I realized I had not fully grieved, flushed my face with tears; buried my nails in the soil.
He was a farmer, a carpenter, a man who measured the days with his hands.
We watched him, learned to stretch our limbs as children, reach for bundles of green. We were brown with the trees, eager to pick plums to pop in our mouths. We were city, woven with woods, our blood the color of struggle. We were cheerful spots in the yard, sitting in circles in patio chairs with feet swinging, in our laps fresh bowls full of Georgia sun. We were young, glittery traces of our wide lives ahead.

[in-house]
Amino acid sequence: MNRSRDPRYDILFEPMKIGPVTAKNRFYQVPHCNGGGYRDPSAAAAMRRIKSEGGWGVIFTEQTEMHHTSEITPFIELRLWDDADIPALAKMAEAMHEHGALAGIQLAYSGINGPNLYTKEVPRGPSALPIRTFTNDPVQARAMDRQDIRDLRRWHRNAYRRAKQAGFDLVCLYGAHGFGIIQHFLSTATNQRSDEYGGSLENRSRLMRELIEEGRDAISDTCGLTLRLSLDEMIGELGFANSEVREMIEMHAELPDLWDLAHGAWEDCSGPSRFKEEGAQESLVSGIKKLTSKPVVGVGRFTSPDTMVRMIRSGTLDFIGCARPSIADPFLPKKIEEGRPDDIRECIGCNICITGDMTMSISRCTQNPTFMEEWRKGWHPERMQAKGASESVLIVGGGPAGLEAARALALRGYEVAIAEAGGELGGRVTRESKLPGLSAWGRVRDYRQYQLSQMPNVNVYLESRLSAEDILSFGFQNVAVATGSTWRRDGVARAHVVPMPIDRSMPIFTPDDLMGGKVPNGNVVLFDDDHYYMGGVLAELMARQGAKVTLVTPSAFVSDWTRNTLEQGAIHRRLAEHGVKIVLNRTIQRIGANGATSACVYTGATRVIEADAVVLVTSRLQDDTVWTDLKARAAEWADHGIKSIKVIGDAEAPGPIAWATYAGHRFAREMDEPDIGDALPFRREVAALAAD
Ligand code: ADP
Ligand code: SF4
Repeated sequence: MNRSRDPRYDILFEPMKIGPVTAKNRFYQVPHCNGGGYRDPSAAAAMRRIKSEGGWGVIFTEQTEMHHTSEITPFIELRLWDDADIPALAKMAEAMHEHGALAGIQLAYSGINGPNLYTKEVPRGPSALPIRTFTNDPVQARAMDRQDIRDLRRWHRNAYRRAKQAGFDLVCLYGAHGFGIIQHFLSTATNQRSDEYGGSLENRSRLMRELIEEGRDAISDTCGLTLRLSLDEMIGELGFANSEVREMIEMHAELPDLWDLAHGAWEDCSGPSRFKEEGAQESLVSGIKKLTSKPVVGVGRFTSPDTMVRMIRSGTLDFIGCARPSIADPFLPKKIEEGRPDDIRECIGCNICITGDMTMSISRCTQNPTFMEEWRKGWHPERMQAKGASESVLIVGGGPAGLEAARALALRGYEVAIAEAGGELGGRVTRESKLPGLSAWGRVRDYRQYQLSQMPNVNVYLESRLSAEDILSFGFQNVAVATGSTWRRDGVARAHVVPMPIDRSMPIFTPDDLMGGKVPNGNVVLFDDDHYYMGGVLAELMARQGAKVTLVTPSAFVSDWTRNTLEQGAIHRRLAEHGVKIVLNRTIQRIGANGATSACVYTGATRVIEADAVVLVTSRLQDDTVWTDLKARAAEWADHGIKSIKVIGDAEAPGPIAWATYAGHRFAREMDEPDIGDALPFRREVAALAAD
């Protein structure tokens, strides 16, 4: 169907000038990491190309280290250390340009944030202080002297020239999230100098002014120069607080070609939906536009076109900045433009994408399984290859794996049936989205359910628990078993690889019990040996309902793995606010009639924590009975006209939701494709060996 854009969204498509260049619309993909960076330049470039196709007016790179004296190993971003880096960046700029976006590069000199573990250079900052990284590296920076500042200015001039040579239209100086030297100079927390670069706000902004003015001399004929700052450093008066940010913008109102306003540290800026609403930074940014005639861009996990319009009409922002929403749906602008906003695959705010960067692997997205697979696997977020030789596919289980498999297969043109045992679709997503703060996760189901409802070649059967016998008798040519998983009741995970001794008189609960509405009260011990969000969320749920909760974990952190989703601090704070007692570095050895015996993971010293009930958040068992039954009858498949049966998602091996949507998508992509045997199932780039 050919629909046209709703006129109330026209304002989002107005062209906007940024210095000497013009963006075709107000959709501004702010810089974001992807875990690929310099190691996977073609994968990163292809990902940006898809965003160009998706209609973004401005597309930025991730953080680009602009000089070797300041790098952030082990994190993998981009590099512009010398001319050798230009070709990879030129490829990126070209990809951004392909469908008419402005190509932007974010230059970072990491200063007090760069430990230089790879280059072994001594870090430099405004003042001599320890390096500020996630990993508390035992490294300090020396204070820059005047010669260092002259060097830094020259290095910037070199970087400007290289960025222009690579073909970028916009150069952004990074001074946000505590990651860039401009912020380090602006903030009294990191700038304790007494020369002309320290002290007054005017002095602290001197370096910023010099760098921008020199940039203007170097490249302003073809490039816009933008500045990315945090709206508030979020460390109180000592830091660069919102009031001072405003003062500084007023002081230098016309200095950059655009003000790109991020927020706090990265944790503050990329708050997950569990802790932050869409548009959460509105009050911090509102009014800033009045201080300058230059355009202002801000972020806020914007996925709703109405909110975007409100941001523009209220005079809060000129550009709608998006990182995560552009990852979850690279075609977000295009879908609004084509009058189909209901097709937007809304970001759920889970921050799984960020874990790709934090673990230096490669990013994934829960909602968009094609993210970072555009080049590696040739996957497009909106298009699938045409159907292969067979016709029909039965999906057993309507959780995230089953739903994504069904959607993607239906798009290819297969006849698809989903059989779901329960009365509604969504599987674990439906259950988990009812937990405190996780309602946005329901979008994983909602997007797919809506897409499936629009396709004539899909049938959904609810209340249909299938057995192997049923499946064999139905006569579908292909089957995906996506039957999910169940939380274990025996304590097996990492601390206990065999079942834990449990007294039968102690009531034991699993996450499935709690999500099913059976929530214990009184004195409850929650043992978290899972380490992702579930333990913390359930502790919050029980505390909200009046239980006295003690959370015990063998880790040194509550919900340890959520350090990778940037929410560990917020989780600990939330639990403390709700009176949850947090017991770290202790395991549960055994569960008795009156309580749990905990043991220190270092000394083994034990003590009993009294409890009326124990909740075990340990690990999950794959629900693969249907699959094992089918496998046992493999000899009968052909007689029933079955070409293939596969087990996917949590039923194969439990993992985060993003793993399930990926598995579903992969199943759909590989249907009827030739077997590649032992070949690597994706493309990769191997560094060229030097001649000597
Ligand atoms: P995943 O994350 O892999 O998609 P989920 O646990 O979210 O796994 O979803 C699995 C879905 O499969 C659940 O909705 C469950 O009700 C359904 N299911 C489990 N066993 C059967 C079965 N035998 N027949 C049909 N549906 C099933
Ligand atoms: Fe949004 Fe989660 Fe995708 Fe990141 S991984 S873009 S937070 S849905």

I suppose you don’t know you’re grieving until your cheeks are warm and wet, when the sun on a mild spring day sparkles in the pooled blur in your eyes. And then you cry, open up to that barrel of gust for just a moment to remember, to grieve, be thankful when you find yourself slow in the busy city, belly down, tilling the soil.